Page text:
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Stanford vs Oregon State What to Watch for: Beavers try to upset the Cardinal and throw the Pac-12 into chaos

It's time for another top 25 Pac-12 matchup - and this time, it's in the always-dangerous Reser Stadium

Bob Stanton-USA TODAY Sports

What to watch for on Stanford's side of things:

1. The ripple effect. Injuries have hit the Cardinal hard for this matchup on all sides of the ball - no Devon Cajuste, no Henry Anderson, no Jordan Williamson - and it's going to make an impact. Last week we saw a badly missed field goal from Conrad Ukropina, so that may influence David Shaw to be a little more aggressive on 4th-and-short situations on the Beavers' side of the field. On top of that, Kevin Hogan is going to have to find a new favorite target after Cajuste was his main man a week ago.

2. Carter Island? Reynolds Archipelago? Going against the number one passing team in the country shouldn't frighten the Cardinal d-backs too much after they completely short-circuited Brett Hundley a week ago, but they're going to be tested on the outside and down the field about 50 times this Saturday. We saw Alex Carter tweak his ankle a week ago, so it's important that he's fully healthy and that the other d-backs play fundamentally sound football for all 60 minutes. Mistakes this week will end up on the scoreboard.

3. Offensive strides. Last week the Cardinal mixed up its play calling (including a little hurry-up offense) in the early going before turning almost exclusively to the run game in the second half. I'll be curious to see how the Cardinal tries to get its offense moving the first quarter, but I expect more of that quick, ball-control style that it used against UCLA. I also expect to see the coaches try to feature Kevin Hogan's feet and Ty Montgomery's sped in an opportunity to let them steal a little of Sean Mannion and Brandin Cooks' thunder.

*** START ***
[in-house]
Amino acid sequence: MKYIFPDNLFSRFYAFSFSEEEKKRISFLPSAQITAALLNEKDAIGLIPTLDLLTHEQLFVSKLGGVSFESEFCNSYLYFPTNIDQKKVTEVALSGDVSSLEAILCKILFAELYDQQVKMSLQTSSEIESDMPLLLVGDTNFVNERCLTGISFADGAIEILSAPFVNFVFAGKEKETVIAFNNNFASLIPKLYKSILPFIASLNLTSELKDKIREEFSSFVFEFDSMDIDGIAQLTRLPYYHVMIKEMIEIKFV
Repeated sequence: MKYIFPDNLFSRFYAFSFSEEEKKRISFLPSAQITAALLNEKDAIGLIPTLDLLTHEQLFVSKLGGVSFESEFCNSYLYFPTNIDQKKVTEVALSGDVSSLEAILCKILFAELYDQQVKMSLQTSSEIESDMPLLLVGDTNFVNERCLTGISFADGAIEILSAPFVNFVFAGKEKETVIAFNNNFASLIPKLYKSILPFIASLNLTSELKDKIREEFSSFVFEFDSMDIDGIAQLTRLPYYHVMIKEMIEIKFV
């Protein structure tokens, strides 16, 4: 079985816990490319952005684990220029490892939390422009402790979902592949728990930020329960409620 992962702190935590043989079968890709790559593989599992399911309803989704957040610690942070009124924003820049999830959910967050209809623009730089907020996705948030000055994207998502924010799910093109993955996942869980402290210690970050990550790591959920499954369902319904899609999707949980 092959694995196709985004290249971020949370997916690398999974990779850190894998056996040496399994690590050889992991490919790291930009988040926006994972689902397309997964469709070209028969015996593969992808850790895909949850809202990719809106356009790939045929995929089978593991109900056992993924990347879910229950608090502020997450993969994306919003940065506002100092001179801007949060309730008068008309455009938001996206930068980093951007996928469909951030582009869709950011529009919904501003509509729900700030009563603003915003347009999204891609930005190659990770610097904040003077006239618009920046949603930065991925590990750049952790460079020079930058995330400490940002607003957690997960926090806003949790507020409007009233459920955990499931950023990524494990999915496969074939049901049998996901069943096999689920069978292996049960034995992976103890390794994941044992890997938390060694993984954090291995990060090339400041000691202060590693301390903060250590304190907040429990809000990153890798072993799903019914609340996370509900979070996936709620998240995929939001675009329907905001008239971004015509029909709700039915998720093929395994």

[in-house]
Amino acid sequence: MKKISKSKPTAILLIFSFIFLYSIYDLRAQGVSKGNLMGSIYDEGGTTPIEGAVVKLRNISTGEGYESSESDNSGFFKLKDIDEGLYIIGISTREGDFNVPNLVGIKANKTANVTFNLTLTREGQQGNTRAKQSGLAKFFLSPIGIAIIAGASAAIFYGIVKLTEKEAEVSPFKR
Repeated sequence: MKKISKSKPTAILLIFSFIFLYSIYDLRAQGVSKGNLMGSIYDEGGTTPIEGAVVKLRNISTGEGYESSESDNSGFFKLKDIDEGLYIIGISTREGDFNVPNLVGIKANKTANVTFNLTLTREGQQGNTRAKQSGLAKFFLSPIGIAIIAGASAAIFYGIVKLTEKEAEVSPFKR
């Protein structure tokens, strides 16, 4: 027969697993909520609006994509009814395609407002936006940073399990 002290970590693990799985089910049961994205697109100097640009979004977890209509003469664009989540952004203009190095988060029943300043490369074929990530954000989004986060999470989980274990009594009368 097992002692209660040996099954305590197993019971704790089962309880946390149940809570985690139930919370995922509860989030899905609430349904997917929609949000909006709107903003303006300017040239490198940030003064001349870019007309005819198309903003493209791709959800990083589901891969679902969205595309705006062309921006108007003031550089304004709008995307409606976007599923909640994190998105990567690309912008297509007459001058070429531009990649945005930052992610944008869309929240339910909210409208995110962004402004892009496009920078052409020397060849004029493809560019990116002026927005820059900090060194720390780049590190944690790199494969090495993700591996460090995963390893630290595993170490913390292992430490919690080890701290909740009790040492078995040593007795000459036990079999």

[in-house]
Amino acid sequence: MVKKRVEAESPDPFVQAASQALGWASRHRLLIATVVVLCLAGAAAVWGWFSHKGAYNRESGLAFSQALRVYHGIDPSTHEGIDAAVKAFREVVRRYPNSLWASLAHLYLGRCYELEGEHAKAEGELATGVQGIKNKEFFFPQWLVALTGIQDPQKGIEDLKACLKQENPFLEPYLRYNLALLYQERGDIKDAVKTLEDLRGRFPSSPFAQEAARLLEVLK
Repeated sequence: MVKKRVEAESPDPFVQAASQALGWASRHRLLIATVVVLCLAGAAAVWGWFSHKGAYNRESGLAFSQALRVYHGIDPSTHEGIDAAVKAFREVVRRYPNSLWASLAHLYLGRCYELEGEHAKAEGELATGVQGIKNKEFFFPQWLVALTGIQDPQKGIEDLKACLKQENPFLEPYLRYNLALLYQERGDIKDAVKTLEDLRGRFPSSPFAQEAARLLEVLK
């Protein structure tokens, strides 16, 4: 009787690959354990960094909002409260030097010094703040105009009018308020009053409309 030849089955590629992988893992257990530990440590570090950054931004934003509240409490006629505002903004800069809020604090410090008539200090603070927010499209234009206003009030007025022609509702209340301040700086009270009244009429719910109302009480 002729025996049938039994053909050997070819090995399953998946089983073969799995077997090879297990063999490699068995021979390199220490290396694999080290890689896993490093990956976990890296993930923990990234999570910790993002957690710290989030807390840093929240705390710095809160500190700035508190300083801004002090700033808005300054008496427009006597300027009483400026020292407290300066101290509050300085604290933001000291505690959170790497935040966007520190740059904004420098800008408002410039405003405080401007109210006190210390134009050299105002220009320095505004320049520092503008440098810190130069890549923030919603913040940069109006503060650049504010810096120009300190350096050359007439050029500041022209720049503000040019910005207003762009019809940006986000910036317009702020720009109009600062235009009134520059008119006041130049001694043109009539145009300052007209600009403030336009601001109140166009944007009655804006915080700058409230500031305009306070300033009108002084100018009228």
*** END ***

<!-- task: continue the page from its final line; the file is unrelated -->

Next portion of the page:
What to watch for on Oregon State's side of things:

1. Cooks and Mannion. Let's make it really simple: these dudes are the nation's number one receiver and the nation's number one passer. If these two have a big day, Oregon State has a great shot to win. If Stanford can slow these guys down, it's doubtful the Beavers have enough of a run game and a defense to overcome the Cardinal. But as I wrote yesterday - Cooks is really, really good.

2. Push or be Pushed. Thus far, Oregon State has mostly blown by subpar opponents, with the exception of Utah and spunky Eastern Washington. Therefore, they haven't faced a run game that's as solid as Stanford's, and they look like they can be pushed around at the line of scrimmage on defense. For example, Utah QB Travis Wilson ran for 142 yards and 3 touchdowns on just 11 carries on the Beavers' D. Maybe this is the week Stanford puts it all on Kevin Hogan and Tyler Gaffney in the read-option, and If that diesel engine gets going, Stanford's gonna be hard to beat. The Beavers' D-line has to play its best game of the season if Oregon State wants to win.

3. Turnovers. Stanford turned the ball over four times a year ago at home, but ended up pulling out a nailbiter after Cody Vaz fumbled late in the fourth quarter, setting up the game-winning Cardinal drive. This season, Sean Mannion's thrown only 3(!) picks all year as he's blown apart defenses like a chaingun. However, this Cardinal defense has a much better front seven than San Diego State, Colorado, Washington State or Cal, so he probably won't be able to get fully comfortable in the pocket. Stanford's forced a turnover in 32 straight games, and any extra possessions will likely be very costly come Saturday.